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Re: Special group of functions for NON-ELEMENT nodes in document

From: Boris Zbarsky <bzbarsky@mit.edu>
Date: Tue, 26 Sep 2006 10:00:50 -0500
Message-ID: <451940A2.9010204@mit.edu>
To: Matt Dockerty <matt@nistrum.co.uk>
CC: Master Br <master@sitesbr.net>, www-dom@w3.org

Matt Dockerty wrote:
> I agree that the specification leaves too much room for maneuverability.

It's not quite that simple.

I realize the discussion in https://bugzilla.mozilla.org/show_bug.cgi?id=26179 
is very long, so here is a summary:

1)  IE/Windows clearly doesn't have the DOM as the underlying data structure.
     This becomes obvious because the styling of a node changes what its
     firstChild node is, for example, which is very much not the way CSS and the
     DOM are supposed to interact.
2)  Independently of this the HTML spec specifies all sorts of behavior wrt
     whitespace that's only half-implemented by various UAs.  It's hard to tell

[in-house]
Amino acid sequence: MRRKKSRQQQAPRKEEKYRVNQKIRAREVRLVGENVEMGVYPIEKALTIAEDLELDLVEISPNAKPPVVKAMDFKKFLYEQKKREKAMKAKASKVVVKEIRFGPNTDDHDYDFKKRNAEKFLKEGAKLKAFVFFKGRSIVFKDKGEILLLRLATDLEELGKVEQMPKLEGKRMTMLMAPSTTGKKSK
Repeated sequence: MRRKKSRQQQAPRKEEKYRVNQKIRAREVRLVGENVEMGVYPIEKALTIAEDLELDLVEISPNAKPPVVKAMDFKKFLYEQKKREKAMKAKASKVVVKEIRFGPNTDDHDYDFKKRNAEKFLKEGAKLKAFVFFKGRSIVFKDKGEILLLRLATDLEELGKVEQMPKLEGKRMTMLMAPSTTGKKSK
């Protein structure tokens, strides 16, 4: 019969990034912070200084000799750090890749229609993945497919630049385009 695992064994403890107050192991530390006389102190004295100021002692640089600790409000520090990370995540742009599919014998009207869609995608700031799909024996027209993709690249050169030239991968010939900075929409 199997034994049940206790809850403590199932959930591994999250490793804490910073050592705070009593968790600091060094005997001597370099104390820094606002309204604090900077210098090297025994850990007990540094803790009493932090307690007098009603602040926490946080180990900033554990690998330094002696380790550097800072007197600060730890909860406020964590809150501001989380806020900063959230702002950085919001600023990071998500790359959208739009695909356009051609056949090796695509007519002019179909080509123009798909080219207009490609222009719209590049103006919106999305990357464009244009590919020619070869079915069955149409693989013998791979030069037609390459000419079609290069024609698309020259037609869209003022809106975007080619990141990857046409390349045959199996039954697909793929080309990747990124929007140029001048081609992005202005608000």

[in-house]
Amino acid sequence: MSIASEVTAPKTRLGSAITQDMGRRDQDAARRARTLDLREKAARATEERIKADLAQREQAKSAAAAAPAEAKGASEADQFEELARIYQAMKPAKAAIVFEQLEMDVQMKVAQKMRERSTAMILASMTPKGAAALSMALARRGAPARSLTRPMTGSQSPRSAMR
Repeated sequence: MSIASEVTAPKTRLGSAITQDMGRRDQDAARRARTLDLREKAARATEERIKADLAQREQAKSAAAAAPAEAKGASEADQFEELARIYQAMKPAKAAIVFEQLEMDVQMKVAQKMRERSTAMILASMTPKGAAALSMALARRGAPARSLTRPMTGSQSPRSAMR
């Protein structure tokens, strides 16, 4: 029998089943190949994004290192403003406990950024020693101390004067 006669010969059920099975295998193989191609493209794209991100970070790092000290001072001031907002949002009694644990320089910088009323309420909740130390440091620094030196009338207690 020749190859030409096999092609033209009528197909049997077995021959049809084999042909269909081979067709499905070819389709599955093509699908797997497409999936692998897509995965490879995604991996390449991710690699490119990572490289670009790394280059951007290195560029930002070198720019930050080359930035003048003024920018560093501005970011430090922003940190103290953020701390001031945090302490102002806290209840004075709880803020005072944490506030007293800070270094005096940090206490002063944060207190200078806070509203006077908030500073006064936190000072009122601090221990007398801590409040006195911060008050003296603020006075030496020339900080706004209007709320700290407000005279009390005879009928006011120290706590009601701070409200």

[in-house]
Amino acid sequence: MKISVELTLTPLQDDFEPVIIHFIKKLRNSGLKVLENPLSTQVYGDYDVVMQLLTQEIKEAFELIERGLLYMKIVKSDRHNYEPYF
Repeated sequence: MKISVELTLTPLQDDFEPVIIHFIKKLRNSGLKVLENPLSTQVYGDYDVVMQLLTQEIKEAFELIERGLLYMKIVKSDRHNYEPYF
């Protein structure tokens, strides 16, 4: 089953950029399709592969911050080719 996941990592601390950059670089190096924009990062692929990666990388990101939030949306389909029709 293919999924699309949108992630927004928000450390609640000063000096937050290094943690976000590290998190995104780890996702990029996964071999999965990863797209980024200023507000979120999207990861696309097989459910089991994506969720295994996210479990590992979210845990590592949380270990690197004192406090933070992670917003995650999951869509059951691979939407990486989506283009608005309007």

exactly what IE implements here due to item #1.
3)  Some UAs (for example Opera) do something to have IE compat in some cases.
     I'm not sure what the details of that are.
4)  The DOM allows XML parsers to drop whitespace in certain cases, as I
     understand.  But there were so many stakeholders in the DOM spec that only
     someone who was there could say why those parts are there.

 > Why is whitespace an optional part of a DOM tree

In which cases?  HTML or XML?  And with what sort of parser and what sort of 
parser flags?  ;)

As for browser compat, there's no way for a browser that claims CSS compliance 
to have IE compat, due to item 1 above.  So the real question is what compat 
should be with.

Received on Tuesday, 26 September 2006 15:02:05 UTC

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